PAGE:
Hepatitis B is a liver disease spread through contact with body fluids from a person infected with the hepatitis B virus and most commonly spread from an infected mother to her infant at birth. Asian Americans and Pacific Islanders (AAPIs) are at higher risk for Hepatitis B, which can lead to liver cancer. Early prevention and diagnosis of Hepatitis B, also known as “the silent killer,” and access to medical treatment can help reduce these inequities.
Facts about Hepatitis B and AAPI’s (from CDC)
- AAPIs make up less than 5% of the total population in the United States, but account for more than 50% of Americans living with chronic Hepatitis B.
- Nearly 70% of AAPIs living the US were born, or have parents who were born, in countries where Hepatitis B is common.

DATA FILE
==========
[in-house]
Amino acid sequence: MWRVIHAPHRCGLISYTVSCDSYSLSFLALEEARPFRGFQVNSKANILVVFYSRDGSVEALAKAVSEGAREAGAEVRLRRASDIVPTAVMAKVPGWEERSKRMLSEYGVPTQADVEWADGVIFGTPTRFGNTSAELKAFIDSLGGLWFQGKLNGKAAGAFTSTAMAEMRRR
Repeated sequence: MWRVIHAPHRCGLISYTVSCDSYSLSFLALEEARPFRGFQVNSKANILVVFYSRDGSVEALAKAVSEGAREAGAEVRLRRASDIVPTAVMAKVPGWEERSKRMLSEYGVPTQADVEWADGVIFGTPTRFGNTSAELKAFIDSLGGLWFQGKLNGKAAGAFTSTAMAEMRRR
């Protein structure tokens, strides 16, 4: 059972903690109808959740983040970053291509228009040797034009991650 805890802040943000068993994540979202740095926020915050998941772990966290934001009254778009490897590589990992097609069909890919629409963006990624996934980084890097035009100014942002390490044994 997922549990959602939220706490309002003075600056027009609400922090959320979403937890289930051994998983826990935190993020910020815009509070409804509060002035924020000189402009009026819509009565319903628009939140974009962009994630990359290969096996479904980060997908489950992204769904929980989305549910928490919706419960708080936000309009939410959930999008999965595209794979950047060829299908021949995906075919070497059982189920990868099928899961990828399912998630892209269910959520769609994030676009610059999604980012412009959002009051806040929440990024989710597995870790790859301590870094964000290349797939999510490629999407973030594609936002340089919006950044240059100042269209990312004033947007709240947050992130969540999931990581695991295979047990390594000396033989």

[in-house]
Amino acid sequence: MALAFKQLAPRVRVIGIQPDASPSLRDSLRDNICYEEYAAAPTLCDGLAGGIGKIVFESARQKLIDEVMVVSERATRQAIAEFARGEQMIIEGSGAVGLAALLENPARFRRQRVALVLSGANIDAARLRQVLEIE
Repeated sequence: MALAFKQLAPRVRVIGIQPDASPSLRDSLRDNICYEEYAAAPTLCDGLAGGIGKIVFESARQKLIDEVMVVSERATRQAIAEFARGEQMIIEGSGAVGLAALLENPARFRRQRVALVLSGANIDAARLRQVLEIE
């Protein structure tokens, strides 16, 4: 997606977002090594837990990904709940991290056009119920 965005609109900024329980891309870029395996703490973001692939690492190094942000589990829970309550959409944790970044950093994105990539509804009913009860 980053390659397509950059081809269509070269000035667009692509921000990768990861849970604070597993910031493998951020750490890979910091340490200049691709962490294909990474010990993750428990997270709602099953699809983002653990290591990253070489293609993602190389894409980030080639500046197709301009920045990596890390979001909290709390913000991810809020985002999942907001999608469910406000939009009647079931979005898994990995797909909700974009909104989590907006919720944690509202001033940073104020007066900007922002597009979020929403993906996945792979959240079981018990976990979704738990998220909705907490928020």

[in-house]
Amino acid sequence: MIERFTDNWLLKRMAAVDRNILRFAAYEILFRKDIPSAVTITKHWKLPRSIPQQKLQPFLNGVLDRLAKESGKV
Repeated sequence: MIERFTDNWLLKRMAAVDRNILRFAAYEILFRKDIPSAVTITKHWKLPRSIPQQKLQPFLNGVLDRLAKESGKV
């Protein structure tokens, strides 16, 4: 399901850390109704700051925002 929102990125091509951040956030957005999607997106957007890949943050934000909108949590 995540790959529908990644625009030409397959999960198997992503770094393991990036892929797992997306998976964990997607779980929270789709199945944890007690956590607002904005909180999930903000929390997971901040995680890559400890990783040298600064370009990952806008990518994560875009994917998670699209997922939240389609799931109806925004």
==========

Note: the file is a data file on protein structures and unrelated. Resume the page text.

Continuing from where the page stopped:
- Approximately 1 in 12 AAPIs are living with chronic Hepatitis B, but most do not know it.
- Hepatitis B-related liver cancer incidence is highest among AAPIs. It is a leading cause of cancer deaths in this population.
- The death rate from Hepatitis B among AAPIs is 7 times greater than rates among whites
- Hepatitis B: What Asian and Pacific Islanders Need to Know (National Institute for Diabetes and Digestive Kidney Diseases)
- Hepatitis B and Asian and Pacific Islanders (Centers for Disease Control and Prevention)
- Epidemiologic Profile: Asians and Native Hawaiians and Other Pacific Islanders (Centers for Disease Control and Prevention) (PDF)
- Hepatitis and Asian Americans (Office of Minority Health)
- Know Hepatitis B Campaign
- Hepatitis B Information For Health Professionals
- HHS Action Plan for the Prevention, Care and Treatment of Viral Hepatitis
- Hepatitis B Fact Sheet (PDF)
- Hepatitis B Infographic (PDF)
- 5 Minute Risk Assessment for Hepatitis B Questionnaire
- Video: Dr. Howard Koh, Assistant Secretary for Health at the HHS, urges Asian Americans to get tested for hepatitis B
- Campaign materials (English, In-Language)